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Parkland high school students increase pressure on Trump

Ⓒ AFP/Archives – RHONA WISE – | Cameron Kasky, a student at Marjory Stoneman Douglas High School, at a protest in Fort Lauderdale, Florida on February 17, 2018

“Never again”: federated by this slogan passed on the social networks, the young people of Parkland invested on Wednesday the small capital of Florida, Tallahassee, to try to snatch a hardening of the legislation on arms to the States United States, after the killing that killed 17 in their high school.

“That these lives could be stolen without change would be an act of treason against our great country,” said Lorenzo Prado, one of the many youthful speakers who made poignant calls to the microphone as hundreds of young people gathered in the city.

Nikolas Cruz, the author of the massacre last Wednesday at Marjory Stoneman Douglas High School, “was able to buy a gun before being allowed to drink beer.” Nikolas Cruz was able to buy an assault rifle while showing obvious signs He was able to buy an assault rifle after delinquency, “said the student.

High school students from Parkland arrived by bus, haloed by a first success. President Donald Trump, a staunch supporter of the constitutional right to bear arms, made some concessions in the face of the emotion in the country and the media effect of their mobilization.

Trump urged his administration on Tuesday to take measures to ban the sale of devices that turn semi-automatic rifles into machine guns.

These “bump stocks” are removable systems attached to the butt of a rifle and which had been used by the Las Vegas killer. Fifty-eight people died on October 1, 2017.

School sweatshirt and beautifully braided hair, Rachel Catania assured Wednesday on CNN that the movement was solid.

“It will not falter, not this time, there will be a change,” she said. Thousands of young Americans also wanted to believe it, echoing on their smartphones the hashtags,, or.

“I decided to talk because we are teenagers,” said Delaney Tarr, a student from Parkland. “Because letting our hearts speak is what we do best – this student-driven movement is emotion-based, based on our passion and pain.”

The high school students are planning a large rally on March 24 in Washington, the federal capital where a spontaneous demonstration was underway late Wednesday morning in front of the White House. And solidarity actions must take place in front of some schools throughout the day throughout the United States.

– Trump says he’s ’emotional’

The president also urged Democrats and Republicans to agree to “strengthen the background checks” of weapons buyers. There are huge gaps in the regulations right now, and it’s about preventing weapons from falling into the hands of criminals or mentally retarded people.

Ⓒ AFP – Mandel NGAN – | Hundreds of high school students protest near the White House in Washington to call for stricter gun regulations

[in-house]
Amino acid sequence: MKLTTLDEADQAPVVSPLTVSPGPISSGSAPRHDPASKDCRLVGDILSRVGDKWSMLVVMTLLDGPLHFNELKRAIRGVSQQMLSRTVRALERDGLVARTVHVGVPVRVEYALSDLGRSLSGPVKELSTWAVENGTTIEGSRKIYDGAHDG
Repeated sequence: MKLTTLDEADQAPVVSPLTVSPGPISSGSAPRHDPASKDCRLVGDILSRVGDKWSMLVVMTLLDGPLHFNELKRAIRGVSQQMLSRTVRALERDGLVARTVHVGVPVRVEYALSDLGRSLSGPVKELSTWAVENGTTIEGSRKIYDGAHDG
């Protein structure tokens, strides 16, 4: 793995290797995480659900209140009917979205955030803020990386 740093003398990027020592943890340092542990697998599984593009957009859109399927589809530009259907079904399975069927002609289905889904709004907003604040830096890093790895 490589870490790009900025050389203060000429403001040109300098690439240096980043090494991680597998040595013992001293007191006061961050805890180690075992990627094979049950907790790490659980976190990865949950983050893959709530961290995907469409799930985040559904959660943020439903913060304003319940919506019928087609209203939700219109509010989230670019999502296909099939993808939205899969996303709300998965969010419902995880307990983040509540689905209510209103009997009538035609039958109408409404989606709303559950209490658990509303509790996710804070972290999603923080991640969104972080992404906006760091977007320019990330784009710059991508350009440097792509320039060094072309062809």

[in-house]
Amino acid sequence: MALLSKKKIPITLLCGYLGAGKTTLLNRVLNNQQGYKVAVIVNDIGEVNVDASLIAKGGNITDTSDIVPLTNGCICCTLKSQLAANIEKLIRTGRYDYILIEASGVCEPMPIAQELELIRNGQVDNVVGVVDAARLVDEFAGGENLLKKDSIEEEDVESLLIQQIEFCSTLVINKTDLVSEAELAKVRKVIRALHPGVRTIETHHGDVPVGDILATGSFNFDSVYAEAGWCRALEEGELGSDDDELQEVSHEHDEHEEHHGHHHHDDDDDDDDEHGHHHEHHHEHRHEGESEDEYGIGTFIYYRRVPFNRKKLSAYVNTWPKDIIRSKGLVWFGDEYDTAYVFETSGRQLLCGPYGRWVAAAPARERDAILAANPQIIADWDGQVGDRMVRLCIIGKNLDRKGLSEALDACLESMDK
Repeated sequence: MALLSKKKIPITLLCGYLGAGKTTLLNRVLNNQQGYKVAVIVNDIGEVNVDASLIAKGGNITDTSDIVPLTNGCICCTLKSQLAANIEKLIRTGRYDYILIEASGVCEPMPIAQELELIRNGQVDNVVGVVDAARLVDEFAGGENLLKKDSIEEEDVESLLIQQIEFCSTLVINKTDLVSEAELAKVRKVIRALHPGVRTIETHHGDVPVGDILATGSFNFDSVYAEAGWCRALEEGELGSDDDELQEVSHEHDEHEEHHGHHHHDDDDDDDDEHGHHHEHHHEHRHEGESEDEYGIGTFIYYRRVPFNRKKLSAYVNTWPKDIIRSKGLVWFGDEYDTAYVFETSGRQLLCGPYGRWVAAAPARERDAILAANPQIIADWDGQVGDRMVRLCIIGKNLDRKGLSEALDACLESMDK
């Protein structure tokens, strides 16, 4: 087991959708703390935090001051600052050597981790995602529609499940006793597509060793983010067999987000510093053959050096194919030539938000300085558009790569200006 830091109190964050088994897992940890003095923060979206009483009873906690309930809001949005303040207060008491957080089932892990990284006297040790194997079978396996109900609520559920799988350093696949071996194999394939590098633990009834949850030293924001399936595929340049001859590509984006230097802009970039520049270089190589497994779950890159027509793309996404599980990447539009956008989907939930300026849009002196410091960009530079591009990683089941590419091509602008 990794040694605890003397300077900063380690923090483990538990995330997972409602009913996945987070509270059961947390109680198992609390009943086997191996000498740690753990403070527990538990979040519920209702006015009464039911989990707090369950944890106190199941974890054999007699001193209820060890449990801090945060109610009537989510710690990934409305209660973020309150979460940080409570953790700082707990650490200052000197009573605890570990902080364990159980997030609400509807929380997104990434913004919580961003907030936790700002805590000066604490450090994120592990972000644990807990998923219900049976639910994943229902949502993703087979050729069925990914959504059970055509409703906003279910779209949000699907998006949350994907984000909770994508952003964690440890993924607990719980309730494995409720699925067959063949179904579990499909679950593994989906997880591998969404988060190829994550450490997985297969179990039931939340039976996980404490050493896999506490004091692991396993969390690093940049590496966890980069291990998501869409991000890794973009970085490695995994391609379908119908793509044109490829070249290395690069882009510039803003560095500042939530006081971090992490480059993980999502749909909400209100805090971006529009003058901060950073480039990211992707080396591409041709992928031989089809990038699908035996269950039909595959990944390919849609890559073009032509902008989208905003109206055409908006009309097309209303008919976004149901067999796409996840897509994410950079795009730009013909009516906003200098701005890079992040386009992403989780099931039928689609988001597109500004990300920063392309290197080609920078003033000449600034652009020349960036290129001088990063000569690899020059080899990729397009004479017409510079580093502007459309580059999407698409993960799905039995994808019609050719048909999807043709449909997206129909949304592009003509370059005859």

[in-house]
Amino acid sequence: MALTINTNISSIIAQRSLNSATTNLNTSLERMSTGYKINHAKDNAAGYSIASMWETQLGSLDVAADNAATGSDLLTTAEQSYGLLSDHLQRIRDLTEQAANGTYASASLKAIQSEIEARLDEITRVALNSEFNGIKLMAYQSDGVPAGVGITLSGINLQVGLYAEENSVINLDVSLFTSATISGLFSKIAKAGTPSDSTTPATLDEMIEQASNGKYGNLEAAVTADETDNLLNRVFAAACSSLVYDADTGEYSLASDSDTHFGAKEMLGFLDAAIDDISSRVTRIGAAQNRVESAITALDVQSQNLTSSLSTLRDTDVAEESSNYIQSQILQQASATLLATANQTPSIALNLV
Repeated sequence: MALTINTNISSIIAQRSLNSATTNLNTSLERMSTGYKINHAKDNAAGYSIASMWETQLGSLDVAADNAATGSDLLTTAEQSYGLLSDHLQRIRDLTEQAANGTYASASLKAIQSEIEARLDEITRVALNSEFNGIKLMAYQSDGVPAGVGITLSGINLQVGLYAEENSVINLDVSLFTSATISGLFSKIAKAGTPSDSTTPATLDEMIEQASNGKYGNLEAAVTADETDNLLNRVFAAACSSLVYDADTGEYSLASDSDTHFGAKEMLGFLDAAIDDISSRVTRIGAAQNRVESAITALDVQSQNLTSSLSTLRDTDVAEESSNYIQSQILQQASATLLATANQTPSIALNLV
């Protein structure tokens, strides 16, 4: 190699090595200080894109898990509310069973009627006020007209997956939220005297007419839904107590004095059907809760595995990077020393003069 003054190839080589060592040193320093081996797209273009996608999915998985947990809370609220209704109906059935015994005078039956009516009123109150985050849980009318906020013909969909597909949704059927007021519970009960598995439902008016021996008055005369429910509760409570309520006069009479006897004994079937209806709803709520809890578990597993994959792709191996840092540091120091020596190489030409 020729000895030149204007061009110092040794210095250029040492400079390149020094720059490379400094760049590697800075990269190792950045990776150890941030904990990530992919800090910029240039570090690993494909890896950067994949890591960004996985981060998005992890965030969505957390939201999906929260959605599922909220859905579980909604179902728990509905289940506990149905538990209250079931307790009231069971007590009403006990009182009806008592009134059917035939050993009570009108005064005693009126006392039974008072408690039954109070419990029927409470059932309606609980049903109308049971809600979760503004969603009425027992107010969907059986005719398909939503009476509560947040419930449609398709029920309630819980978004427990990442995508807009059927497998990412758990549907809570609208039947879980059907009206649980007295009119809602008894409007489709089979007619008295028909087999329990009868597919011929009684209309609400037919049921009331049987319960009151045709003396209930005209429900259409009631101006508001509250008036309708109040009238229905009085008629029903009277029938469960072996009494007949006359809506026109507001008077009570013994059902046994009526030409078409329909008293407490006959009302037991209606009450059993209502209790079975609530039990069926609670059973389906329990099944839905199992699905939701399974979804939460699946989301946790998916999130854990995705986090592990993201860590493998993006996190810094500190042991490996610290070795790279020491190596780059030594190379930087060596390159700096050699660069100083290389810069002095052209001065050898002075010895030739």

“We are working hard to take the consequences of these events,” said Trump, saying he was “moved” by the stories of the killings.

These potential changes in regulation are very modest at the level of a country where about 300 million firearms are scattered throughout the population.

But they testify to an inflection for a president who swore loyalty to the National Rifle Association (NRA), the very powerful lobby of arms in the United States, which gave him $ 30 million for his presidential campaign.

The Parkland shooting is the worst in a school in the United States since the killing of Sandy Hook, which killed 26 people at the end of 2012.

But the multiplication of these dramas in recent years has so far led to no adjustment of the legislation.

The American president was to receive Wednesday afternoon families of victims of this type of shootings as well as high school students.

Those at Parkland High have already spent several hours talking to Florida lawmakers, one of America’s most lax states on guns.

Sign of resistance to any change in political circles, the Florida House of Representatives on Tuesday rejected the possibility of banning assault rifles and high-capacity magazines.

Yet, according to a survey, two-thirds of Americans support increased controls over arms sales.

High school students from Stoneman Douglas were due to meet several Florida officials on Wednesday, culminating in a public meeting in the evening organized by CNN and broadcast live.

In particular, they must meet a NRA representative, Dana Loesch, a media activist for the gun case.

This group of young people, who has just acquired a sudden notoriety, is also confronted with conspiracy theories, especially on social networks.

The collaborator of a Florida elected official had to leave his job after having qualified some of them as actors, relaying some of these theories.

“Asserting that some of these students (…) are actors is disgusting and it is the work of a group of idiots devoid of all decency,” responded Republican Senator Marco Rubio, yet one of their targets.

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